Anytime you publish a book, there are many rounds of drafts, iterations and edits. If your book is put out by a major house, as I experienced with Simon & Schuster, you have several “passes” at the manuscript until there comes the daunting day when they essentially say, “Once you email your approval, there can be no more changes, the book will go to the printers and into the world.”
As a first time author, when I got that email, I panicked. I pictured thousands of people reading this personal story I’d written and judging me. I wondered which parts they’d like, which parts they’d hate, and whether I had shared too much. I felt more vulnerable than I ever had before. In particular, I wondered about a chapter titled, “Fess Up To Your Failures.”
The book has several chapters that detail moments of personal weakness and true character flaws, but “Fess Up To Your Failures” is by far the worst of the bunch. It’s about the time that I was the biggest jerk I’ve probably ever been in my life. I don’t want to ruin the read, but let’s just say I responded to a sensitive situation very poorly and alienated several staff members in the process. The good news is that it was a tremendous learning situation for me and the entire organization, which ultimately brought us all closer together. But if I’m honest about it, you can’t read the chapter and not dislike the way I responded in the moment.
I wrote it into the book because it was a pivotal moment for Pencils of Promise, and for me personally. And yet, when my publisher asked me to approve the final manuscript, I panicked and asked that she remove the chapter. “Take it out entirely,” I requested, and she did.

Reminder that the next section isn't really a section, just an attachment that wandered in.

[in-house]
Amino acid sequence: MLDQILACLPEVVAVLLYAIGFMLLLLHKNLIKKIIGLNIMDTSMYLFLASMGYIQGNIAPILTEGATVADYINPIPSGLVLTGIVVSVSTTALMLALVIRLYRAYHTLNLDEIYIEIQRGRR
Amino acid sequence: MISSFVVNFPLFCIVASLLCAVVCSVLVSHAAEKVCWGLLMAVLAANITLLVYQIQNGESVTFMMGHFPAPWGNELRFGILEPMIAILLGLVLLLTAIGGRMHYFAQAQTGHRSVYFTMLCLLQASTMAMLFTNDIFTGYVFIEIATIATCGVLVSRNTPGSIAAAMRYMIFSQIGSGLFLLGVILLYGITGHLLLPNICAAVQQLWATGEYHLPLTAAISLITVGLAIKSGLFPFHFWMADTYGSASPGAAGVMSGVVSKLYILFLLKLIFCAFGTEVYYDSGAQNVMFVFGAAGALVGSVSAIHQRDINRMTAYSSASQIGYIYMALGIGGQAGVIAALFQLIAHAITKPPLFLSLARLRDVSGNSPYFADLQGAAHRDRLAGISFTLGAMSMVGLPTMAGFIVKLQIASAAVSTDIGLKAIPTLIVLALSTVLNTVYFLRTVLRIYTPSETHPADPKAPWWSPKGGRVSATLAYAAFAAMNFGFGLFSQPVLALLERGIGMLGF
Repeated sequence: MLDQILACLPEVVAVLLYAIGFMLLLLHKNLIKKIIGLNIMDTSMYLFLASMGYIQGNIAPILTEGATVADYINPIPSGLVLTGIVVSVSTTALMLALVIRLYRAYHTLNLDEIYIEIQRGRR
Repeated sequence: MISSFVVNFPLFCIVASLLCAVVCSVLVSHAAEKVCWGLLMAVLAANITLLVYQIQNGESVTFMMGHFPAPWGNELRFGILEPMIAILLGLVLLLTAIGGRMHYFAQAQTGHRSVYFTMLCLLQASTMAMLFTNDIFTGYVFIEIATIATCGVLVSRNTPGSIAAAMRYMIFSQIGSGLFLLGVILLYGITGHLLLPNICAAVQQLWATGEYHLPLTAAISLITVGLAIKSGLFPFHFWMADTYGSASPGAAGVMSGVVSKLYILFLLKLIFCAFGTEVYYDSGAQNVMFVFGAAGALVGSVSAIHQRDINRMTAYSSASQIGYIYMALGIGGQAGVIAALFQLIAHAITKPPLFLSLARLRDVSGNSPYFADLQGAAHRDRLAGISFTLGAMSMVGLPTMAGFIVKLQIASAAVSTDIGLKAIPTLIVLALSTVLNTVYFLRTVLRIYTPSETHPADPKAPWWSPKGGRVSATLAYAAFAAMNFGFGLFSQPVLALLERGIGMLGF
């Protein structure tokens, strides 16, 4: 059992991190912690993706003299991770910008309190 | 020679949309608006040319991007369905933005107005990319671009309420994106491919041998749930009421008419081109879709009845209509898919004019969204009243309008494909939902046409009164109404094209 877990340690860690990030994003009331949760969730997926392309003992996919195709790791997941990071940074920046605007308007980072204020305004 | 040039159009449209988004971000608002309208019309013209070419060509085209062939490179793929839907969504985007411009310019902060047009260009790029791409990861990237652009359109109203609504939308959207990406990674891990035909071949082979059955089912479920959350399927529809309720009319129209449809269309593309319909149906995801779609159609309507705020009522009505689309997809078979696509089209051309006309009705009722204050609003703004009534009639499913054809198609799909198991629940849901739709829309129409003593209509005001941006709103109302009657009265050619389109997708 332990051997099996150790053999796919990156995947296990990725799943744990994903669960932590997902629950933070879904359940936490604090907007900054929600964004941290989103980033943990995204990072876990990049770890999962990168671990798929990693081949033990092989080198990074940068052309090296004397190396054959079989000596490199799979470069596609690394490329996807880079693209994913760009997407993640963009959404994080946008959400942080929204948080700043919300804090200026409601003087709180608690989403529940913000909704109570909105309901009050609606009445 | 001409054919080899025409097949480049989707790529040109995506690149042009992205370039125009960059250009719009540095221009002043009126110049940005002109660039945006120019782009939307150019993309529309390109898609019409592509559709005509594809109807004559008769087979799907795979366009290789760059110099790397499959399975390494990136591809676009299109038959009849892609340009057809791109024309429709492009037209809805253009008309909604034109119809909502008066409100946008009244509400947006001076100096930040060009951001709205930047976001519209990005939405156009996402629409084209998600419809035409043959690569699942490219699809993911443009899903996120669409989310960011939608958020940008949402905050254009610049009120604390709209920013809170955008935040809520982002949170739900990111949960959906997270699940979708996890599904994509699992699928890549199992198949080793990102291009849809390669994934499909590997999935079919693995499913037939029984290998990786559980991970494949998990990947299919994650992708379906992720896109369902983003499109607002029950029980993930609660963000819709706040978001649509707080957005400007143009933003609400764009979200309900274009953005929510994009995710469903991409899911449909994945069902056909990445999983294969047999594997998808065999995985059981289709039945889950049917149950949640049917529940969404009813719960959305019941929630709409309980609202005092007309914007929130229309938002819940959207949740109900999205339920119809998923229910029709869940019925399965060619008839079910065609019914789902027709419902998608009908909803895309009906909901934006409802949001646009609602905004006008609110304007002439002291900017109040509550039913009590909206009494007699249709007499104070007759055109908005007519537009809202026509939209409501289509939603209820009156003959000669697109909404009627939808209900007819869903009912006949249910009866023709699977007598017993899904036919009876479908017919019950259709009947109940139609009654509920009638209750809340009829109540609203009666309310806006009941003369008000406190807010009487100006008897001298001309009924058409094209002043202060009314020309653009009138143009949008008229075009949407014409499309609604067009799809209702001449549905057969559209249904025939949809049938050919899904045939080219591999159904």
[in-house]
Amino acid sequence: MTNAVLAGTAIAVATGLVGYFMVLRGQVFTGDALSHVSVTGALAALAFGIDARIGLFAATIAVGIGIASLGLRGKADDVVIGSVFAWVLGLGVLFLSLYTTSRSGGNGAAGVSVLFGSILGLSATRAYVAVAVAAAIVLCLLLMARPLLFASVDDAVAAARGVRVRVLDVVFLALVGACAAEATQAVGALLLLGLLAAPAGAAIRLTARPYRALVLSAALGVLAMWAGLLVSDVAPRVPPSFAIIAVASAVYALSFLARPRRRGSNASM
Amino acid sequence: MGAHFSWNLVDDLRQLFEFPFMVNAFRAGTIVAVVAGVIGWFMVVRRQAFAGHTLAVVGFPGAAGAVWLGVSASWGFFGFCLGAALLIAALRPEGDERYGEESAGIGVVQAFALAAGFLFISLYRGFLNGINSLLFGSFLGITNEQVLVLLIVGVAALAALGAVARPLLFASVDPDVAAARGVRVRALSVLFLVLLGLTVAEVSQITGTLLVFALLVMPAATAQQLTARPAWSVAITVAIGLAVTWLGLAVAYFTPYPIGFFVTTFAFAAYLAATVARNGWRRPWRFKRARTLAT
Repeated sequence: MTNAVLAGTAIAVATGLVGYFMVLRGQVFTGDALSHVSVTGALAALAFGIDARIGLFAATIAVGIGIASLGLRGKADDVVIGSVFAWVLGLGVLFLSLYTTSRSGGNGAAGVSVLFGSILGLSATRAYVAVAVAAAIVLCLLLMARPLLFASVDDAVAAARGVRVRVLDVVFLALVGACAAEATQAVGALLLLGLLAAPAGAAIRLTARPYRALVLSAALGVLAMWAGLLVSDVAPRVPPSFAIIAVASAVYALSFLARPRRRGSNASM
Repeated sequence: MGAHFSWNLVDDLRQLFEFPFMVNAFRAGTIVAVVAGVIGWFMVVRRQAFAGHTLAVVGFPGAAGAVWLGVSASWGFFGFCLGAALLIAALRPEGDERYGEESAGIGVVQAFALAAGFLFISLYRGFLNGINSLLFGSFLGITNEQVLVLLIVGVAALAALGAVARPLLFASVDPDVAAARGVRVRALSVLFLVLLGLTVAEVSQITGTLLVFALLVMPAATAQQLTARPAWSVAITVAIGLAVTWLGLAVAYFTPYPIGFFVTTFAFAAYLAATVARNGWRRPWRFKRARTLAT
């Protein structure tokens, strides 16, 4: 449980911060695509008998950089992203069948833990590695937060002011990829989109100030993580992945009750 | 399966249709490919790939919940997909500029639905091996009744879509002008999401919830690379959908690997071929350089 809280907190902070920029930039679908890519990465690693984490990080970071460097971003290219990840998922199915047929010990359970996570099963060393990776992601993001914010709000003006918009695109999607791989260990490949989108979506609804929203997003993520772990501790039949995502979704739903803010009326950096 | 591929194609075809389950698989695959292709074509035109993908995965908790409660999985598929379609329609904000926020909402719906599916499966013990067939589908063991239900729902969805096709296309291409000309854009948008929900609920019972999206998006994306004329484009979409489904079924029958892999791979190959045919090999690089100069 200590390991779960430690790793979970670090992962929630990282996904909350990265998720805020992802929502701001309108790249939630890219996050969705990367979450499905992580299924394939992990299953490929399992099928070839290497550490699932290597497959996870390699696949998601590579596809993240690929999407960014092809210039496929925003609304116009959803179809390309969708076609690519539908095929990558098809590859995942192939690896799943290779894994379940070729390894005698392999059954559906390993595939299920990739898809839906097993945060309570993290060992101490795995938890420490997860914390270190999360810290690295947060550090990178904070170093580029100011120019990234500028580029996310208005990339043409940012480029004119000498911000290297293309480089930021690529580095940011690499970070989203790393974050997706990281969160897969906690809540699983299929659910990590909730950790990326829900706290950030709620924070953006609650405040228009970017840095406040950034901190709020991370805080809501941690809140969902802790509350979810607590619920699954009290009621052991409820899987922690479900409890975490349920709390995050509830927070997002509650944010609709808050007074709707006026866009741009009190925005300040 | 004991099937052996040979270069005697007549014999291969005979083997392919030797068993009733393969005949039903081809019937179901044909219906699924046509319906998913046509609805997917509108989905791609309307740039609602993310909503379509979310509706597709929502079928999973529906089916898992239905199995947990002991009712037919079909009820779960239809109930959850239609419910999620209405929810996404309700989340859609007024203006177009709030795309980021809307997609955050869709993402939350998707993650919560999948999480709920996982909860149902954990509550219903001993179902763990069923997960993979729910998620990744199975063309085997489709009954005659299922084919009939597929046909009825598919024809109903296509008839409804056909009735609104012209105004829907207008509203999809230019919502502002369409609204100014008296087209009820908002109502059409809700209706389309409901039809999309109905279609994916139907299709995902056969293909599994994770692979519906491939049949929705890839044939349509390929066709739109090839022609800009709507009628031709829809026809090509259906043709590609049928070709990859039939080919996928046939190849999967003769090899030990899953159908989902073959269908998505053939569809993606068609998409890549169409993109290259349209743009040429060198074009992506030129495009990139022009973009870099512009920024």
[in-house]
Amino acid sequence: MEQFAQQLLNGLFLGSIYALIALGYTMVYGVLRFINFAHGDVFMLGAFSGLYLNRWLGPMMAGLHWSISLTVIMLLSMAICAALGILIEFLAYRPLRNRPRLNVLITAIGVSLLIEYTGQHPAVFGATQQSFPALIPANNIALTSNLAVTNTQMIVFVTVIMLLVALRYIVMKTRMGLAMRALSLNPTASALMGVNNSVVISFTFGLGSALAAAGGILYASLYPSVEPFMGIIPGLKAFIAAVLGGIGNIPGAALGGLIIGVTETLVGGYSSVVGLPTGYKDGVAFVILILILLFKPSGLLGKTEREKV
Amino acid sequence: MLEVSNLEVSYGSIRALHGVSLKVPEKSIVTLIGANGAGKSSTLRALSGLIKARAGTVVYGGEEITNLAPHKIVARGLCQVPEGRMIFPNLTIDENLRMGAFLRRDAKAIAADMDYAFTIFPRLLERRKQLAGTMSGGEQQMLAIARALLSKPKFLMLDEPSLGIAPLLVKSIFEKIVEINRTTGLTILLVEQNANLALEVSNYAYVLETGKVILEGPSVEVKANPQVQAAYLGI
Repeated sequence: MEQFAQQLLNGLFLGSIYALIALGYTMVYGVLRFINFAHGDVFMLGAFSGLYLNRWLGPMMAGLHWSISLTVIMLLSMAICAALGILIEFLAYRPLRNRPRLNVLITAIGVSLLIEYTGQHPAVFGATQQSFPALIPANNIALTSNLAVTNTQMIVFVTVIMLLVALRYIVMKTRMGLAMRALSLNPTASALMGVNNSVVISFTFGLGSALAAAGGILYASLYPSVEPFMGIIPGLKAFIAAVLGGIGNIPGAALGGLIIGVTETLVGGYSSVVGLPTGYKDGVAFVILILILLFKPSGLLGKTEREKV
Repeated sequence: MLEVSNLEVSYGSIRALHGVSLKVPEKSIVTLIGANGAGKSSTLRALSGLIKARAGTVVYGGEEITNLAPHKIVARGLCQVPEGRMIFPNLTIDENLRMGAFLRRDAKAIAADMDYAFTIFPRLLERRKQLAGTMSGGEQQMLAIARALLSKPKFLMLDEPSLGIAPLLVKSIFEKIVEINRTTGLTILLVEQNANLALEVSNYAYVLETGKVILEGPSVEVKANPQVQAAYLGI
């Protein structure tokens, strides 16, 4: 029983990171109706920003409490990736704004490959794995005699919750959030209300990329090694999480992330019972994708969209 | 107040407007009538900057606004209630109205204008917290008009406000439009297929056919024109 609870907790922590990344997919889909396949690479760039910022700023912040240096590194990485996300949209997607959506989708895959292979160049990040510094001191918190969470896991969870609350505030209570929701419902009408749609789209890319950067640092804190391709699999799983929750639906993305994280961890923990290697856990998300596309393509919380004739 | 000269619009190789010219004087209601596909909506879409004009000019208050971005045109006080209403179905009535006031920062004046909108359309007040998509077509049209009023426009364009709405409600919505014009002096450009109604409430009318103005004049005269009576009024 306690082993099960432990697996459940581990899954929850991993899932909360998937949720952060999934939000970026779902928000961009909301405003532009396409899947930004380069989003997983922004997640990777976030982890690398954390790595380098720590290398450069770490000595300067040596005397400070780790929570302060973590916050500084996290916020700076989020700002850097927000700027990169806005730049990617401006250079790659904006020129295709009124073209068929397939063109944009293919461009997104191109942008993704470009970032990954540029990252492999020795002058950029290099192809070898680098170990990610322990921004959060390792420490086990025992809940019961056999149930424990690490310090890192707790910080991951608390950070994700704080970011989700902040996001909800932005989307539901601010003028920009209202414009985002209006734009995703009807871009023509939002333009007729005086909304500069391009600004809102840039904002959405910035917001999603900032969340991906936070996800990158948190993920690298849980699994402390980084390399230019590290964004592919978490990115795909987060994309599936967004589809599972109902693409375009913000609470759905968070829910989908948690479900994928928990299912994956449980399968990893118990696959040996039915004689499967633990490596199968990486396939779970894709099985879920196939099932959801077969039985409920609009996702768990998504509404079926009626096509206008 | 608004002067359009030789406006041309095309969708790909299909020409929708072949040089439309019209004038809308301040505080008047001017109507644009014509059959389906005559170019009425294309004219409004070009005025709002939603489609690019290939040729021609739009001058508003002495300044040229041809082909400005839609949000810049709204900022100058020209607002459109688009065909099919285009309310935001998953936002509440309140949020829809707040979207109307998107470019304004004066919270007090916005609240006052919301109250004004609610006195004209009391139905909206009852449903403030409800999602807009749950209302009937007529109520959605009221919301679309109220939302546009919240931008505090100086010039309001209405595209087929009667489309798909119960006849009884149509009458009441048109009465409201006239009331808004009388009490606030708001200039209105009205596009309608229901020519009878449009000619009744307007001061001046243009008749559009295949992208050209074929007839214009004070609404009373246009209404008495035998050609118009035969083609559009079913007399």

Over the next 24 hours I shared the exciting news that my book was going to print with the 10-15 friends, family and staff who had read the various drafts. I also informed them that I’d taken out that one chapter, and their near unanimous response shocked me:
“You can’t! That was my one of my favorite chapters,” they all said in some variation.
“Really? Why?” I asked.
“Because it shows that you’re human. It proves that you have flaws too. It was the moment when I most connected to your story because I know I’ve made similar mistakes too,” they said.
Based on that feedback, I hurriedly called my publisher and begged her to put the chapter back in. “I’m glad it’s coming back in,” she said. “It was one of my favorites too. We’ll make it happen”
It’s been months since that decision was made, and now that the book has more than 800 reviews on Amazon and over 1,000 on Goodreads I’ve seen the judgements come rolling in from readers across dozens of countries. Most people love the inspirational tone of the book and the “how-to” nature it provides for readers, but hundreds of them have specifically called out how much they enjoyed the explicit stories of failure. It’s in displaying vulnerability that others resonate with your experiences.
I learned a lot through the process of writing The Promise of a Pencil. But the #1 Way to Publish a Bestseller is through this lesson:
Sharing success is where you establish credibility, but sharing failure is where you establish connection (click to Tweet this).
To learn the 30 guiding steps to a life of success and significance, pick up your copy of The Promise of a Pencil: How an Ordinary Person Can Create Extraordinary Change now.